While walking down the busy street or waiting for a rickshaw and trying hard to ignore men’s crude stares, I am often overwhelmed with a sad reflection: things haven’t changed.
I then correct myself: men haven’t changed. These are the same odd glances I braved as a teenager. Commuting to college and back home in public transport had been an ordeal and going to Bohri Bazaar dreadful.
Later when I finished university education, started working and thought myself matured, I settled for this explanation: I was extremely shy, a nervous-wreck, a coward. I never faced men eye to eye. That was the reason I went through hell. Had I been a bold, courageous person I would have never felt so uneasy.
I now consider myself a courageous person. I have overcome my shyness. I am no more a nervous-wreck. When I talk to men I look straight into their eyes. I am at ease with myself and with the world. So why should I feel ill at ease if men on the street stare or catcall?
Of course I don’t feel as miserable as I used to, still, I must confess, I feel uncomfortable. Now I know the weakness lies not within me. There is something wrong out there – in the men’s minds. Their sickening attitude toward women has remained the same all these years.
Why are men such thick-skinned, change-proof creatures? If you come to think of it, Pakistani women (particularly those fortunate enough to have education and employment opportunities) have undergone a definitive, positive change in their approach towards life. And men have remained mentally stagnant. Or so I believe.
The enlightenment, the understanding that should have resulted from increasing interaction with women (there are more women in the work force today than in the ‘60s and ‘70s) is still missing. In educated men, more often than not, you’d find underneath the civilized and worldly-wise façade, a quagmire of prejudices, stinking stereotypes and rigid notions.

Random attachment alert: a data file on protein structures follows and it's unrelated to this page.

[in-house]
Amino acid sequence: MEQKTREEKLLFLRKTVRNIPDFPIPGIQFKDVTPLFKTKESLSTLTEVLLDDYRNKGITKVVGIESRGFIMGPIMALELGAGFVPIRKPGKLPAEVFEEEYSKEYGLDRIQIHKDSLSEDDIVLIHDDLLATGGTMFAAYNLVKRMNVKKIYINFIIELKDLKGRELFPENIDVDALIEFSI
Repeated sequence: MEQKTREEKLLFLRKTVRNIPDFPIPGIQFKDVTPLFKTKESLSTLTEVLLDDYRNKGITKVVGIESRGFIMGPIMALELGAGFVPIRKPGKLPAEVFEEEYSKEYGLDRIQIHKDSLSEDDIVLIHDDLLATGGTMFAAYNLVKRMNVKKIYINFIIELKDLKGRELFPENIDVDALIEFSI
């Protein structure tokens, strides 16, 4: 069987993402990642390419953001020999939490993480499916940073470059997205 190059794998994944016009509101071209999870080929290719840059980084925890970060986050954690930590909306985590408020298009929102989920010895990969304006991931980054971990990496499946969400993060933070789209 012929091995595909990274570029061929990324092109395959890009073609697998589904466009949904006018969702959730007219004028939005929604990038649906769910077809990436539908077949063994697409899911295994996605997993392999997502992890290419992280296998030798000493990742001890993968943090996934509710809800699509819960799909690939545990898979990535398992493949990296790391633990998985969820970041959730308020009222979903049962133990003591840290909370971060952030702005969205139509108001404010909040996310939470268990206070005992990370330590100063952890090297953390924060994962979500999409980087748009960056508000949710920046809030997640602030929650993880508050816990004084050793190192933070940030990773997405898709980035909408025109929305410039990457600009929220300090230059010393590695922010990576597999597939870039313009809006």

And men, it seems, haven’t yet learnt even simple manners in dealing with women.
I’ll give you an example. You many not find it relevant, but I do. At office I take lunch with two of my female colleagues. Once I was not feeling well so I didn’t join them. Instead, I took some medicine and sat in another room.
The elderly gentleman we share the room with asked why I wasn’t there. “She doesn’t feel like eating today,” one of my friends told him. “Why? Did you have a fight with her?” He was serious. The girls were irritated. “We didn’t have a fight. It’s just that she is not feeling well,” he was told. “What happened to her? Is she feverish?” He persisted in his query. Perhaps he thought he was a well-wisher. But damn his well-wishes, my friends were thoroughly embarrassed.
Later, they narrated the incident to me. Now I have made up my mind if I ever come across a gentleman all too bent to find the reason why I (or any other reason) am not feeling well, or why I am not eating, or why I am feeling down, I would tell him, “I am having menstrual cramps. And if you don’t know the meaning of menstruation look it up in the dictionary,” or “I am suffering from pre- or post-menstrual blues due to raised estrogen (or whatever) in my bloodstream so you better not bother me.”
Also, I think it is bad manners to ask a woman during Ramazan why she is not fasting. A male colleague asked my friend after Ramazan was over, “How many fasts did you observe?”. She answered in jest “All of them.” And tried to let it pass but he said, “Girls cannot fast the entire month. Can they?” which made my friend blush. I wish she would have answered instead “I wonder if you secretly desire to menstruate in Ramazan.”
It’s not that men ask such questions out of innocence or ignorance. All men (of all ages) know all about things sexual. Men think that women would enjoy such allusions and would giggle at them. Men should know better that women are far more mature and take these facts of life matter-of-factly.
I think it’s time women should teach men some manners by being blunt and talking straight and shutting them up.